As a young girl, my father took our family on month long trips across the United States. Since we traveled with 400 National Geographics in the back seat of our station wagon, these trips were both fun and educational.
Somehow, on these treks across America, my father showed me the "connectedness" of the world. Monticello wasn't just about the man Thomas Jefferson. Monticello embodied architecture in the buildings, botany in the gardens, history in Jefferson's political achievements, and a world view of how men should be treated in the written words of the Declaration of Independence.
I wanted to impart this same "connectedness" of the world to my children when I began homeschooling, so I chose unit studies as the "connector" of subjects. Under unit themes, subjects fit together, giving them meaning. If "trust" is the theme, our focus is on sheep trusting their shepherd for their every need. Children memorize the 23rd Psalm (Bible), examine similes, metaphors and analogies in the 23rd Psalm (English), study the habits and traits of sheep (science), research the actual responsibilities and duties of a shepherd (history), read the Newbery Award winner . . . and now Miguel which is the story of a shepherd boy's life (literature), and lastly, card, spin and weave sheep's wool (art). Units provide a multitude of topics connected by a theme.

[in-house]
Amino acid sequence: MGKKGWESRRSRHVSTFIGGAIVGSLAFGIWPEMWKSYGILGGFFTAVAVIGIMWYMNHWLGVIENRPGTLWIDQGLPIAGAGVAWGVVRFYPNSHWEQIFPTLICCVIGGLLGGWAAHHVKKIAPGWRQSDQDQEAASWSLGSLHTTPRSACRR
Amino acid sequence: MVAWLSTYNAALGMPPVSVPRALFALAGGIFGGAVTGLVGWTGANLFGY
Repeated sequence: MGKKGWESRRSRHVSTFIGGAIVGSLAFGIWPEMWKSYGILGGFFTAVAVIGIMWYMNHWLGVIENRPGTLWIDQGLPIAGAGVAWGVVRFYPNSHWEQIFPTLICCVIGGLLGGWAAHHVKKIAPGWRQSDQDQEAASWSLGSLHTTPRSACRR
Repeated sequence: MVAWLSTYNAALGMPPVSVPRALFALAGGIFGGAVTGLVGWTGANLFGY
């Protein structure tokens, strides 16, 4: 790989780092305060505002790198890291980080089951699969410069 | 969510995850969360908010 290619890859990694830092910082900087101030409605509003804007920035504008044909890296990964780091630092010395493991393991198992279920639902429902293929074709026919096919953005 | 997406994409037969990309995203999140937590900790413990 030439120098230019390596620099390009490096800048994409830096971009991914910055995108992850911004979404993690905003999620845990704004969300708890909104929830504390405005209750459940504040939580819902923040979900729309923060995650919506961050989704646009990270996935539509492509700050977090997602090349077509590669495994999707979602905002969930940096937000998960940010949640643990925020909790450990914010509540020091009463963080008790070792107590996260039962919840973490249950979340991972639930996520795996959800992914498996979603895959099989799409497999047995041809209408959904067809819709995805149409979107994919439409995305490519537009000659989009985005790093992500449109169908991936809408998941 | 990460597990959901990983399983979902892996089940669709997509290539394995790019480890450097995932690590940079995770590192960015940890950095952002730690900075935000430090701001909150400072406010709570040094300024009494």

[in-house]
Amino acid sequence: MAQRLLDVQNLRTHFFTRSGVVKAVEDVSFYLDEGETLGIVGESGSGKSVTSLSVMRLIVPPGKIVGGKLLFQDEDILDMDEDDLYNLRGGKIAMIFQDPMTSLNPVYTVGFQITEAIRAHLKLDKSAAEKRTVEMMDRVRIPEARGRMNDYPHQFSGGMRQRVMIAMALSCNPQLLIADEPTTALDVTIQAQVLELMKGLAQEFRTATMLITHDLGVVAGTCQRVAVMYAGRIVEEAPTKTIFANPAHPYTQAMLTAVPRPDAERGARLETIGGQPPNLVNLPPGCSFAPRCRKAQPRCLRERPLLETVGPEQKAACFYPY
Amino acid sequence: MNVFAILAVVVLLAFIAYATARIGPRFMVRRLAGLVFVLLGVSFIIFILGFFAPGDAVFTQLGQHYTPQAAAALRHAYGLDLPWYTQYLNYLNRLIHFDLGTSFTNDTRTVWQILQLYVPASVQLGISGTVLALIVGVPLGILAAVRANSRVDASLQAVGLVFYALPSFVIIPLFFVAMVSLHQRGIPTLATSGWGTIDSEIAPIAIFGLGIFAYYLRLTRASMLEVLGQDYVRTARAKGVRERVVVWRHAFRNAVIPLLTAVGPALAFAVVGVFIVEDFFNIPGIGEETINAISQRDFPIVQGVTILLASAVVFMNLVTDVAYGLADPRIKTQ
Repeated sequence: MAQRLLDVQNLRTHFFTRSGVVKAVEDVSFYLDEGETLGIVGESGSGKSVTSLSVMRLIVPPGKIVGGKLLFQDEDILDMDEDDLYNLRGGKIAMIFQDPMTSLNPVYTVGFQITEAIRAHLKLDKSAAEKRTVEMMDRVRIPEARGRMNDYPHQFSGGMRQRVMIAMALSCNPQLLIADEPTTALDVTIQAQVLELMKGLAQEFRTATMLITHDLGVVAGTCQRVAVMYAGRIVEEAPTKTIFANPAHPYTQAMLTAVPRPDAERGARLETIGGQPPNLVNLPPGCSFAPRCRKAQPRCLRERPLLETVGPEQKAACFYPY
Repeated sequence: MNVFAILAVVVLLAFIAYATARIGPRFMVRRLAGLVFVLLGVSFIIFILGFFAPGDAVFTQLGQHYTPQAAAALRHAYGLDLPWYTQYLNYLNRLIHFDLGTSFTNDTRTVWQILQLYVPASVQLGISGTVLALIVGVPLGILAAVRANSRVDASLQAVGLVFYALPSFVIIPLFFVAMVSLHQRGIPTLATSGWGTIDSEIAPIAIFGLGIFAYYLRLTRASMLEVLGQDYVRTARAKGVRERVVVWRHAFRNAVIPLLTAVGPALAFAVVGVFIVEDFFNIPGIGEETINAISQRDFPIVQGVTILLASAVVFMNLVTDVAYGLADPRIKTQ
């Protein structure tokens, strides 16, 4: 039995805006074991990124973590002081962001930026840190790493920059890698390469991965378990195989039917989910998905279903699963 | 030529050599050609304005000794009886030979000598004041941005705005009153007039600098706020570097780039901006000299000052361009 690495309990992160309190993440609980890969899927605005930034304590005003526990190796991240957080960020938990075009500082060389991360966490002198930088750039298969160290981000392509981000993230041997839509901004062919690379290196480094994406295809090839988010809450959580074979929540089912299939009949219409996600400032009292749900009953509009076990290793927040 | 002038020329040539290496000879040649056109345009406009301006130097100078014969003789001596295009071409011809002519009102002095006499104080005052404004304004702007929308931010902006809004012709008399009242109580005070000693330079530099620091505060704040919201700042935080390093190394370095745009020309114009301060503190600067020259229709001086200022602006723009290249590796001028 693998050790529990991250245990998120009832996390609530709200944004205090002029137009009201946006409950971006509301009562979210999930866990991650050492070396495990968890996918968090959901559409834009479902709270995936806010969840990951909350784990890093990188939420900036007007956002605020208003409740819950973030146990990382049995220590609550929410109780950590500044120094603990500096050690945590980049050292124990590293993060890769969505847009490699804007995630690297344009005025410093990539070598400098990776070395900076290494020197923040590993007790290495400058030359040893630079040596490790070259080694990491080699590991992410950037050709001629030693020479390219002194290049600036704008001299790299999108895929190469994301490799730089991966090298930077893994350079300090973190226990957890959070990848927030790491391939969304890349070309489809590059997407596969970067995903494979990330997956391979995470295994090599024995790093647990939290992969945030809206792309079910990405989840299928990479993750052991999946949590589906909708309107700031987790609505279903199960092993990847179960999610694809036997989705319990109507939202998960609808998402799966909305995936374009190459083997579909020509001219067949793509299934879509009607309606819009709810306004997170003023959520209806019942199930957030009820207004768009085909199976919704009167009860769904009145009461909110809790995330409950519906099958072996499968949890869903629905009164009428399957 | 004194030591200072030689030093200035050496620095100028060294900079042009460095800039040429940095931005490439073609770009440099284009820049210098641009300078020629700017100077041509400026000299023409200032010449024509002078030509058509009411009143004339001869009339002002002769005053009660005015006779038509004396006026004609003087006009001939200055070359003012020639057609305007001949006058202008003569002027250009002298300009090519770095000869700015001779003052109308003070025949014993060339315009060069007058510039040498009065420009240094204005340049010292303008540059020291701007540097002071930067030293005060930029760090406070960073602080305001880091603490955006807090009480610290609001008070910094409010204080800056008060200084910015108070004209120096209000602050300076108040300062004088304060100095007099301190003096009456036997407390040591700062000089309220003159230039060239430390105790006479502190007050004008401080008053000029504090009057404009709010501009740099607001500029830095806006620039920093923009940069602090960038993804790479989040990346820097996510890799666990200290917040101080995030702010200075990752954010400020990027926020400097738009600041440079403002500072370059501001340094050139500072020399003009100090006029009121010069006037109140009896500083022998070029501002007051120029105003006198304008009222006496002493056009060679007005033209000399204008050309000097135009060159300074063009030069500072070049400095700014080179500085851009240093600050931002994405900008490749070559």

The unit study method of home education has fringe benefits that go beyond teaching the "connectedness" of things. My children retain information and facts, because factual data hangs together in nice tidy packages. But the greatest bonus from doing units is the sense of learning, reading and doing together as a family. There is a sense of family connectedness in addition to the factual connectedness.
Academics are important, but relationships are even more important. Units help build those treasured relationships between family members that last a lifetime. This is what my father gave me, and this is what I now give my children.